What if we told you that Canada’s postal workers have a plan to fight climate change and deliver vital new services to every corner of the country?
Imagine check-ins on elders, low-fee postal banking, high-speed internet, and a climate-friendly delivery with a fleet of electric vehicles. Welcome to the postal service of the future.
If you found this intriguing at all, it’s thanks to a key component of any good campaign: the message guide.
Recently, Campaign Gears helped develop one such message guide with the Canadian Union of Postal Workers (CUPW), as they worked to reboot their visionary campaign to transform the postal office, Delivering Community Power.
While a campaign plan serves as your organization’s Bible, the message guide is like the hymnbook: the notes you want everyone working on your campaign singing from.
It’s a document that outlines your key messages and helps you anticipate potential responses and counter-arguments. A good guide will suggest variations on the message for different target audiences. In the case of CUPW, that includes stakeholders like their membership and labour allies, rural Canadians, Indigenous communities, and environmentalists.
To ensure your messaging is effective at meeting audiences where they are at, the guide will give cues on tone, offer sample elevator pitches, and lay out the core elements of a good message (an outline of the problem, a summary of the solution, and a call to action!).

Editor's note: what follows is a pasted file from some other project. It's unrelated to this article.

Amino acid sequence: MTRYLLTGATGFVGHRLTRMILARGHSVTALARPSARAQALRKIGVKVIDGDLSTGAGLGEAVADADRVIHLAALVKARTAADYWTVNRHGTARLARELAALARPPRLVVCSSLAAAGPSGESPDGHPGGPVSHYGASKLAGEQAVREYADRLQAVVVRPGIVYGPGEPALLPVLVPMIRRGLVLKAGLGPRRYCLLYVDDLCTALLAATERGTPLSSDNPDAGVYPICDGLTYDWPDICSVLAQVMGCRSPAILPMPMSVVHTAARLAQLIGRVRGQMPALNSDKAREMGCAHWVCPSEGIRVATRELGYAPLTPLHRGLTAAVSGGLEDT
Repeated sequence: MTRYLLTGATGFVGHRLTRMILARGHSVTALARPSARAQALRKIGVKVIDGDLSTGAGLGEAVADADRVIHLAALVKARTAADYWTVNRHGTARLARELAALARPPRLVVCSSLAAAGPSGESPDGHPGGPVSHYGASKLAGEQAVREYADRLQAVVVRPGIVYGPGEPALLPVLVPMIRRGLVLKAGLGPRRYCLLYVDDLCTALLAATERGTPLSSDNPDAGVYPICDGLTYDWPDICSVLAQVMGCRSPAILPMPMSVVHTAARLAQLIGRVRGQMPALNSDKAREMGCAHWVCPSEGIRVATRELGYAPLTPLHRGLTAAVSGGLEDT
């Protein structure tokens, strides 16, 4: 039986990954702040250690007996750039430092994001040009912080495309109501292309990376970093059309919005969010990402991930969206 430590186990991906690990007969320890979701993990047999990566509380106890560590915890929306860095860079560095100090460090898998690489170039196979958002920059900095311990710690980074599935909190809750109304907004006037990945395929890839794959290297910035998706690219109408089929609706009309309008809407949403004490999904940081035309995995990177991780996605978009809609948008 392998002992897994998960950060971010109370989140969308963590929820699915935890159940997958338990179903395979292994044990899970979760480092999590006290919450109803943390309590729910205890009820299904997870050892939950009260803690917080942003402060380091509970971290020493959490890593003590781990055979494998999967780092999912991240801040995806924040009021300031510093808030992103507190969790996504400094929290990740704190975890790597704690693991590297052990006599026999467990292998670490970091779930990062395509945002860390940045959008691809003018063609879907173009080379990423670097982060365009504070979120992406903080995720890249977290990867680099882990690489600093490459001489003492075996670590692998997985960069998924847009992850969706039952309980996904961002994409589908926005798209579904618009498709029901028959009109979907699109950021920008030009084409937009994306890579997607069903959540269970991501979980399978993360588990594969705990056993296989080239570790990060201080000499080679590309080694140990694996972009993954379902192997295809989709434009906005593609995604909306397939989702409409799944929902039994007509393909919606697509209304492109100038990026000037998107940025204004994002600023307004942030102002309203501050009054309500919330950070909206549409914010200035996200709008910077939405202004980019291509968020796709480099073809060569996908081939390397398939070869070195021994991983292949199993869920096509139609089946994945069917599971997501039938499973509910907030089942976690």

The guide is intended to make your messaging consistent across every facet of your campaign. It should be used as a reference point while you develop any new materials — whether posters or pamphlets, social media content, advertising, speeches, canvassing scripts, lobbying talking points, or attempts to get media coverage.
The development process can be of varying intensity. Campaign Gears’ preference is to go through several steps:
- review all previous campaign communications,
- survey the knowledge of the campaign’s leaders,
- do a strategic assessment of the current terrain, and
- then generate a rough messaging guide.
Testing what you’ve developed is crucial, and an effective way of doing that is through polling (more on that in a future case study of our work with CUPW) to test which messages have the most impact on changing minds. Another is by using social media advertising to see which messages attract the most attention. Or even by running both at the same time!
Once you’ve reviewed your message guide based on testing, it is ready to be deployed in the campaign. Training is extremely important. Many campaign volunteers (and even some communications professionals) may not be used to the idea of a message and message discipline. You’ll need to keep everyone in tune as the campaign goes along.
But don’t expect to never have to revise the message guide again. They are living documents: they should be updated any time a campaign goes through big changes, receives decisive new information, or best of all starts winning some of its demands! The message guide, produced in April, is already in need of adjustments because the campaign has already achieved more than expected. But more on that coming soon!